Venezia (2019) Review

Venezia 2019 Film Review

Venezia (2019)
Director: Rodrigo Guerrero
Screenwriter: Rodrigo Guerrero
Starring: Paula Lussi, Margherita Mannino, Alessandro Bressanello

Venezia, the latest film from The Third One (2014) and The Winter of the Odd One Out (2010) screenwriter-director Rodrigo Guerrero, which follows the exploration of the city of Venice by a newly-wed turned unexpected widow, is a thoughtful cinematic piece; cinematic being the operative word to describe a film developed to heavily lean into the power of its visual imagery, often without regard for the use of spoken or written language.

The power of this particular Guerrero project comes in the director’s ability to capture its titular location, Venice, in all of its beauty and all of its normalcy. Indeed, the decision to helm the project within the historic, remarkable and tourist-driven city encapsulates the good and bad of human endeavour side by side, the positives (eg. architectural innovation, timeless beauty and kindness) and negatives (eg. the pursuit of money, pollution and seclusion) of our collective legacy presented with a non-judgemental eye, as if a passing glance. At just 1 hour and 15 minutes, it should be assumed, within context of the rest of the picture, that the run-time was judged to be a method of driving this home.

Given the importance of everything within the screen in Venezia, it can be correctly assumed that the cinematography of the picture comes to hold a lot of weight, and Gustavo Tejeda’s work in this regard is clearly the picture’s most recognisable aspect.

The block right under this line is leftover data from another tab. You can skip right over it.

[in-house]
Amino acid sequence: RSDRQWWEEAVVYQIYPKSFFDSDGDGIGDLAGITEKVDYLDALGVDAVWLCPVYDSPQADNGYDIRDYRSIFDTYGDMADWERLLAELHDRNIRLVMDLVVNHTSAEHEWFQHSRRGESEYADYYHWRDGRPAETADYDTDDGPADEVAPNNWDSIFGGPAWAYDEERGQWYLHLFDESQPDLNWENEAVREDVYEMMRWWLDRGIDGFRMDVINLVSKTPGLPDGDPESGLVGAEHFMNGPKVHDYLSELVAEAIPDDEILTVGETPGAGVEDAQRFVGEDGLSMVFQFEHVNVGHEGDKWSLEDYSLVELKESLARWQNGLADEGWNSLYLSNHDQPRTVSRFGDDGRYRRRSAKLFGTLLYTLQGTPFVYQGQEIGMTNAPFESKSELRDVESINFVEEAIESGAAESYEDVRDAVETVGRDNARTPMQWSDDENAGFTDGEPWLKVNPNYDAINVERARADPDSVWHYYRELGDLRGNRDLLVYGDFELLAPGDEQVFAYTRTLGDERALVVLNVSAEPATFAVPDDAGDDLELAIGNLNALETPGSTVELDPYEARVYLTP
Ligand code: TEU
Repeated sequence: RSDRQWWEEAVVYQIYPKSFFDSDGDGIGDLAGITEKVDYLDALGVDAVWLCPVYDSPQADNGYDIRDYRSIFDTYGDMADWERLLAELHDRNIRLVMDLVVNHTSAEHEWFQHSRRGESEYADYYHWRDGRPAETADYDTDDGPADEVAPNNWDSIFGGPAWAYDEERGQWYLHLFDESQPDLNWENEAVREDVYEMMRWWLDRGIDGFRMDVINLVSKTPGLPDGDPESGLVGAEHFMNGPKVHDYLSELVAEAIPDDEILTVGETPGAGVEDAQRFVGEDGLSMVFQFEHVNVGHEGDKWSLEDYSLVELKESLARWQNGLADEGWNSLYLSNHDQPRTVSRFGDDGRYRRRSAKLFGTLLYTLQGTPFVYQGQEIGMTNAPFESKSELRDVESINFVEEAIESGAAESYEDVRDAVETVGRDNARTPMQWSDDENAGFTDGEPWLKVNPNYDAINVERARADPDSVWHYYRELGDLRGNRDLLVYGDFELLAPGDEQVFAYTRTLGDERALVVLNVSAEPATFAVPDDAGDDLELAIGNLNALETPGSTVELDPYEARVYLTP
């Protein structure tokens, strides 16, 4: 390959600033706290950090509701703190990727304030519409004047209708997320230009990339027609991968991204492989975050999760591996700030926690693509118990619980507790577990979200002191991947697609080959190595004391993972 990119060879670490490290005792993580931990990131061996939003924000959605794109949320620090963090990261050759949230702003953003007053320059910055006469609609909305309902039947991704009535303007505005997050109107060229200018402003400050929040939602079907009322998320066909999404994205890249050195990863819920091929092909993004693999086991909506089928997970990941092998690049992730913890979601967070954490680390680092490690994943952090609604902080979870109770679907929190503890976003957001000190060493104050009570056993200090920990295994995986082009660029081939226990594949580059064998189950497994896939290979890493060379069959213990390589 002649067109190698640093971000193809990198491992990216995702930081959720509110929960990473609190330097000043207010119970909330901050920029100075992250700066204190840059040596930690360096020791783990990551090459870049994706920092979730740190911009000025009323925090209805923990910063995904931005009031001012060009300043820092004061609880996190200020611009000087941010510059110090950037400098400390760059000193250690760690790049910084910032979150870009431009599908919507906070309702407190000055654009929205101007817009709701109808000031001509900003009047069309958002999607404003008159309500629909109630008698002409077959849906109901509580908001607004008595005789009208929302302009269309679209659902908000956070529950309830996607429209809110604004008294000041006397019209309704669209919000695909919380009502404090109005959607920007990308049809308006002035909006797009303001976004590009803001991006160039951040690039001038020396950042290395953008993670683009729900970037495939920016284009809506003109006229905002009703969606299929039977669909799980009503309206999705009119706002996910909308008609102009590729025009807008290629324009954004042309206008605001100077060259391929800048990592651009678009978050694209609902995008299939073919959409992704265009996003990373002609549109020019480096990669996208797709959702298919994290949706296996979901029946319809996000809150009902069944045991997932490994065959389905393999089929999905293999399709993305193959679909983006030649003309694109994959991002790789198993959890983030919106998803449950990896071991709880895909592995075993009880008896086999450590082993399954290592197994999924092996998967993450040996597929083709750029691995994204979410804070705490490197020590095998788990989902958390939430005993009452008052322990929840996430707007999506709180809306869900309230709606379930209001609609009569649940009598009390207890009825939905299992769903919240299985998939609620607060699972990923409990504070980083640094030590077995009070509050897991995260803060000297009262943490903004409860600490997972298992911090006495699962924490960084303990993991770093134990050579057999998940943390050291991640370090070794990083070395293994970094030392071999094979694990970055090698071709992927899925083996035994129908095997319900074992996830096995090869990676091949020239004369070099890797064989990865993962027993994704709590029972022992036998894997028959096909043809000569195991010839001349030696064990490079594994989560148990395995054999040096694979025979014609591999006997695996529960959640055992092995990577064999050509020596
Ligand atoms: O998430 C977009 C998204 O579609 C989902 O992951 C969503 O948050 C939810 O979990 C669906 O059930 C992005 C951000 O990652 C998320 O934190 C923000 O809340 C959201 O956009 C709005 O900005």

Venezia’s presence as a piece of screen art, right down to its 16:9 aspect ratio, is reinforcing of the snapshot nature of the piece, the frame coming to encapsulate the unremarkable photographs that accompany both our profound and less-than profound moments, or more universally the history of each of our contributions to the annuls of time. A steady-cam roams the streets in the point of view of the picture’s central protagonist in a method that, unlike the work of great steady-cam cinematographers like Emmanuel Lubezki, aims not to gift the piece an ethereal quality but instead root it within the subjective perspectives of its audience, the camera mimicking the way the eye views objects, locations and landmarks, awkward glances from passers by included.

It is here where the picture’s decision to deny access to particular subtitled translations leaps beyond simply offering a view of the world from the protagonist’s perspective and into something altogether more universally accessible. This decision accompanies the camera in moulding you into the lead role, your voyeuristic take on the streets of Venice asking you as many questions as it answers, all the while encouraging you to seek out more. The elements of the story that are audible, that are translated, are the product of interactions with strangers, some kind and some not so much, the nature of humanity once again forced front and centre for the voyeuristic eye to analyse; the camera once again not offering an opinion, simply demanding one.

The performances that are present in the film, most notably that of the lead actress who occupies most of the character-focused screen time, are remarkable in their realism, with the previously unknown Paula Lussi playing her role of grieving widow with an intrinsic sadness that pours out of her eyes. Guerrero himself must be complimented for his achievements in this respect, his choices regarding appearance, when and how to shoot the character and his assistance at developing physical traits within the performance, notably pushing for her to be quiet in conversation, moulding someone entirely believable and importantly sympathetic within her grief.

In closing, Venezia is a picture that has an “international child” feeling to it, like we are all children of a higher power (whether that be answered by science or religion) remarkable only to those we impact through kindness and otherwise lost to time like the millions who’ve walked the famous stone floor of St. Mark’s Square over the centuries. This is a film that will sit with you long after it has finished.

20/24